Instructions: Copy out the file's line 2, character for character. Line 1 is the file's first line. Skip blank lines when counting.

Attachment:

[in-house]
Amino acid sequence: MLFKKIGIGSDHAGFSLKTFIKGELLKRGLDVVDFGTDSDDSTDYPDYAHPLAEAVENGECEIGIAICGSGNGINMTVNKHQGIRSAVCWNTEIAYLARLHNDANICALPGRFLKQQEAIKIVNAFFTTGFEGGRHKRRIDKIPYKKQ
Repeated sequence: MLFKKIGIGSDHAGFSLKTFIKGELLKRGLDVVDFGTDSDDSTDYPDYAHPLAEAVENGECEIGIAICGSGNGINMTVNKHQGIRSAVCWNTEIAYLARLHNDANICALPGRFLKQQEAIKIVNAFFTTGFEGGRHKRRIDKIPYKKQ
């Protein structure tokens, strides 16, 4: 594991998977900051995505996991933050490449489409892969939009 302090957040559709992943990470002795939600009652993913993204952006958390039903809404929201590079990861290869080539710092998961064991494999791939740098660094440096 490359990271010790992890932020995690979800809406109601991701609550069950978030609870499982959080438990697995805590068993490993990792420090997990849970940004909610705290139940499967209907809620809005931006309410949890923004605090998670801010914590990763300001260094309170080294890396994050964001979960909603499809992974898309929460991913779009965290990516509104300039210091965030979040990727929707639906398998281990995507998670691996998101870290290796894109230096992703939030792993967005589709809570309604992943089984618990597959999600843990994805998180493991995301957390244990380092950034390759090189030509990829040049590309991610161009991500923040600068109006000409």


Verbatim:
Amino acid sequence: MLFKKIGIGSDHAGFSLKTFIKGELLKRGLDVVDFGTDSDDSTDYPDYAHPLAEAVENGECEIGIAICGSGNGINMTVNKHQGIRSAVCWNTEIAYLARLHNDANICALPGRFLKQQEAIKIVNAFFTTGFEGGRHKRRIDKIPYKKQ